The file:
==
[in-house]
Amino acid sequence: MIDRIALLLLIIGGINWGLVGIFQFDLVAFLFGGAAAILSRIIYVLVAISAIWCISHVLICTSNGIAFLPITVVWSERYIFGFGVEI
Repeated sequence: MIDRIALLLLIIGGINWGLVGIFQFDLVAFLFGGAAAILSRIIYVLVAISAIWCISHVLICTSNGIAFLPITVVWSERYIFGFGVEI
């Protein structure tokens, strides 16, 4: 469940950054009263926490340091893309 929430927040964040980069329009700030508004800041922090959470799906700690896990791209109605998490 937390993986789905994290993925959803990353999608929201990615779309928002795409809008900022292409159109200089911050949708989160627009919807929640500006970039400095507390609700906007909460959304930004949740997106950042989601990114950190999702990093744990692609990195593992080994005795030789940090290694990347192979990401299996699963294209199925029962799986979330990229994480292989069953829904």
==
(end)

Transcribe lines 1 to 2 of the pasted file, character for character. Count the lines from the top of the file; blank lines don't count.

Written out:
[in-house]
Amino acid sequence: MIDRIALLLLIIGGINWGLVGIFQFDLVAFLFGGAAAILSRIIYVLVAISAIWCISHVLICTSNGIAFLPITVVWSERYIFGFGVEI